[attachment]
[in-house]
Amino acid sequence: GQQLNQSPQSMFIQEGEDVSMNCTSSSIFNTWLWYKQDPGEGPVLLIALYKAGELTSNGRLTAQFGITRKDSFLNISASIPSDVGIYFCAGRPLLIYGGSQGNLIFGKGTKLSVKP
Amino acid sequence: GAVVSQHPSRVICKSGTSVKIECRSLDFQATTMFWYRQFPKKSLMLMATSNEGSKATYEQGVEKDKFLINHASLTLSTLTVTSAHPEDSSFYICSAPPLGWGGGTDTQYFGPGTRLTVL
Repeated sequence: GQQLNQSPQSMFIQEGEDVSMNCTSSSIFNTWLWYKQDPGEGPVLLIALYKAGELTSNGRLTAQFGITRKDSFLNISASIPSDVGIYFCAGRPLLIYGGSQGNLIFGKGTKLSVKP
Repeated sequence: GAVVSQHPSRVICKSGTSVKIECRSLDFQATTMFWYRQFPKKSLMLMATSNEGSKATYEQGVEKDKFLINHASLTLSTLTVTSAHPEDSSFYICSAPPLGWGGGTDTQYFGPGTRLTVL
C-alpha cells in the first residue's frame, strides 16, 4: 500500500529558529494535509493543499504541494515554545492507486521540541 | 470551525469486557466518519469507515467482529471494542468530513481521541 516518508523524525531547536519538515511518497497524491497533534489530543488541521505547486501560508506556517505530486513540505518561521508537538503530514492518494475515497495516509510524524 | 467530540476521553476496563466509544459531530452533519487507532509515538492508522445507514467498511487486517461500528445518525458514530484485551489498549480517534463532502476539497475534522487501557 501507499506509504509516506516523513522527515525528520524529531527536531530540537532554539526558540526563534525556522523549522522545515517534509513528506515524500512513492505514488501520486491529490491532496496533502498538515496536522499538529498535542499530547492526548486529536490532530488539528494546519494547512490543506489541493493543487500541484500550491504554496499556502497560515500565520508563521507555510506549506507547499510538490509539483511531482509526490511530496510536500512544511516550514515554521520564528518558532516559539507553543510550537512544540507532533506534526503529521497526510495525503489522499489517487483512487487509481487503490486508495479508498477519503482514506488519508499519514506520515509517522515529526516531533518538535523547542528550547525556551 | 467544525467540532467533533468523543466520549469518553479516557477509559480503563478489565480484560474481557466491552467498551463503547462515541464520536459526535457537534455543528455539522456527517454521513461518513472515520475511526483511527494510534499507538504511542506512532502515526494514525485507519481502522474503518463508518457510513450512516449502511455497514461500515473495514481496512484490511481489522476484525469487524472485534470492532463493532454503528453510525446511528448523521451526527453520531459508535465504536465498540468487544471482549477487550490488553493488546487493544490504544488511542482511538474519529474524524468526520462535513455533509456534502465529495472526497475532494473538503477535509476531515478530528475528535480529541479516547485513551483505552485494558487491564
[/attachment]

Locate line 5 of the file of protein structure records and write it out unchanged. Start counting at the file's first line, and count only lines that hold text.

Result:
Repeated sequence: GAVVSQHPSRVICKSGTSVKIECRSLDFQATTMFWYRQFPKKSLMLMATSNEGSKATYEQGVEKDKFLINHASLTLSTLTVTSAHPEDSSFYICSAPPLGWGGGTDTQYFGPGTRLTVL